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The effect of different sampling and recall periods in the CAHPS Clinician & Group (CG-CAHPS) survey

Objective: To examine the effect of changing the sampling and reference periods for the CAHPS® Clinician & Group Survey from 12 to 6 months.

Data Sources/Study Setting: Adult patients with a visit in the last 12 months to New England community health centers.

Study Design: We randomly assigned patients to receive a survey with either a 12 or 6month recall period.

Data Collection/Extraction Methods: Questionnaires were mailed to patients, with a second questionnaire mailed to nonrespondents, followed by six attempts to complete a telephone interview.

Principal Findings: If the sampling criterion was a visit in the last 6 months, 9 percent of those with a visit in the last 12 months would not have been surveyed. A total of 1837 patients completed 6month surveys (44.9 percent response rate); 588 completed 12month surveys (46.0 percent response rate). Shortening the reference from 12 to 6 months reduced the proportion of respondents reporting a blood test, Xray, or other tests. Adjusting for respondent characteristics, the most positive response was selected more often on the 6month survey for 12 out of 13 questions, and three of these differences were statistically significant (P < 0.05).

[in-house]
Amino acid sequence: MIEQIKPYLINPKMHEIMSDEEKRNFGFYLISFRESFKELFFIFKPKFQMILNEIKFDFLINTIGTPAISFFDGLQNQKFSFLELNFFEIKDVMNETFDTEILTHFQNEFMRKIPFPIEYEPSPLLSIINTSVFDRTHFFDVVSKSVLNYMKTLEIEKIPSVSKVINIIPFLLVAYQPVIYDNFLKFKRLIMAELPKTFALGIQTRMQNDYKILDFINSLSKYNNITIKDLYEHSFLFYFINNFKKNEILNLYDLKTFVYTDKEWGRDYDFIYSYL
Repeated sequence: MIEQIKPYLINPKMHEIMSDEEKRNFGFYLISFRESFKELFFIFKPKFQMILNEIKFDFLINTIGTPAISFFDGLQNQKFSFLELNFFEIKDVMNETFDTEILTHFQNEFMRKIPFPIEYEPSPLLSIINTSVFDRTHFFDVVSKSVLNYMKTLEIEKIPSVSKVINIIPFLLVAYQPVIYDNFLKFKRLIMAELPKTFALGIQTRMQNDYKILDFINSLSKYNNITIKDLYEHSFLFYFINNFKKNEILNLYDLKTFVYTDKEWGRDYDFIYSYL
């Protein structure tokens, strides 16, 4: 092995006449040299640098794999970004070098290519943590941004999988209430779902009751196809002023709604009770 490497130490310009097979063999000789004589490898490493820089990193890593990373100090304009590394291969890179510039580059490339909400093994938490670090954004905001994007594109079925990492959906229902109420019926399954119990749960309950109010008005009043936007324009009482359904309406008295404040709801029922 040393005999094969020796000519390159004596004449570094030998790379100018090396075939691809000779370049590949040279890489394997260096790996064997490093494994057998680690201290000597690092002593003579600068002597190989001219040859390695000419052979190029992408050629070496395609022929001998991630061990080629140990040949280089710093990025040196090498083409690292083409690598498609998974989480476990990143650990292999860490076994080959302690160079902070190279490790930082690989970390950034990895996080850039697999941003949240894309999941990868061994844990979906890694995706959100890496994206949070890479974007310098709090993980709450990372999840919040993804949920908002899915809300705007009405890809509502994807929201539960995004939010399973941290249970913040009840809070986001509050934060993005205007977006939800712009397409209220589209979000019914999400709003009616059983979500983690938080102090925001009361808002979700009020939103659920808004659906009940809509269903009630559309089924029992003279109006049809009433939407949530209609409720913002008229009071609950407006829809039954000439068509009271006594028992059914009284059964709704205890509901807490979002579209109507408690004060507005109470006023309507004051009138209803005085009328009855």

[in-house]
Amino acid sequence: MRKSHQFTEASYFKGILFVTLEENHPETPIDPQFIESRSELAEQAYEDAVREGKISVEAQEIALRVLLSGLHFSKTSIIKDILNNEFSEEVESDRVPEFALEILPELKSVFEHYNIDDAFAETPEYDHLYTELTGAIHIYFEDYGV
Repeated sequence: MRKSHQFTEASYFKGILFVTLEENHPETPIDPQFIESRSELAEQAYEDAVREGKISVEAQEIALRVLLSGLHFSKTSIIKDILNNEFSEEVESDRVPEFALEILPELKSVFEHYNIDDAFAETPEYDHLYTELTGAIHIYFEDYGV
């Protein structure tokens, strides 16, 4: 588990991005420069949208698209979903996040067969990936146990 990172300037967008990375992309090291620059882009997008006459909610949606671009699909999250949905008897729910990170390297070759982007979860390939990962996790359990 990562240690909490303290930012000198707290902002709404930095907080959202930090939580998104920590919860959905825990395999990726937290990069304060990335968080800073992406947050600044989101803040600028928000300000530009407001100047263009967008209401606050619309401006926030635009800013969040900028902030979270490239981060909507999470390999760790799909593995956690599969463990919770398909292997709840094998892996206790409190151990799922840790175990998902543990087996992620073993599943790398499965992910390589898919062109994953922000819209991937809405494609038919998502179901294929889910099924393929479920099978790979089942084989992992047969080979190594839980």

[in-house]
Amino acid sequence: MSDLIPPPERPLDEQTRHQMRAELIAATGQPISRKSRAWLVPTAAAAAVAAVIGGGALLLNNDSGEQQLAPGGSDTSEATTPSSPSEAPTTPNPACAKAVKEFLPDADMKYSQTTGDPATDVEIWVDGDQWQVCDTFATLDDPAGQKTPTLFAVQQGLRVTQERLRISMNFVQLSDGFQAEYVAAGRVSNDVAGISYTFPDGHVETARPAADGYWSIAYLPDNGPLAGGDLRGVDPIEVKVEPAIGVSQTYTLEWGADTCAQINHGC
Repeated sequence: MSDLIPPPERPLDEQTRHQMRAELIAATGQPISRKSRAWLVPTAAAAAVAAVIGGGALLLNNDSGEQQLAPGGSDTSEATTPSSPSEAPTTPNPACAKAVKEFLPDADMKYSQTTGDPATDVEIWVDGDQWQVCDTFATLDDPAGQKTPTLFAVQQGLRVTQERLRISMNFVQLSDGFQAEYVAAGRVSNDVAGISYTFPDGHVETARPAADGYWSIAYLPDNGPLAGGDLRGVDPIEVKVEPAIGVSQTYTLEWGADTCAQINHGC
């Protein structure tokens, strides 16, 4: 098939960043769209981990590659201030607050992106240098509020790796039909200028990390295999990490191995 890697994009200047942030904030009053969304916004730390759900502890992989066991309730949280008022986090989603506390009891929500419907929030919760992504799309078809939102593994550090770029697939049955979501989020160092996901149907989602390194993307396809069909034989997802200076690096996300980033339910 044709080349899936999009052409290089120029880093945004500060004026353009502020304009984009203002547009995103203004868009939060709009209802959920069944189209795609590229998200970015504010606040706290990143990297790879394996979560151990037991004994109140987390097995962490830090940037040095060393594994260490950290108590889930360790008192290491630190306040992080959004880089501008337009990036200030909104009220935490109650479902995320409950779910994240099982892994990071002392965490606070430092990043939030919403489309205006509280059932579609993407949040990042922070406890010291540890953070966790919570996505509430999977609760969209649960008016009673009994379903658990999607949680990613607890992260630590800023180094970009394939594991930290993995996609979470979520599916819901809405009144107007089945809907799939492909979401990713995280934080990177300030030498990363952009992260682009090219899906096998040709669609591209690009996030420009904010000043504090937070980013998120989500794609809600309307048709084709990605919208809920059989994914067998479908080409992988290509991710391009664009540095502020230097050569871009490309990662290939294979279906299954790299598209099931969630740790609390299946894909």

Conclusions: Surveys using a 6month recall period may yield slightly higher scores than surveys with a 12month recall period.

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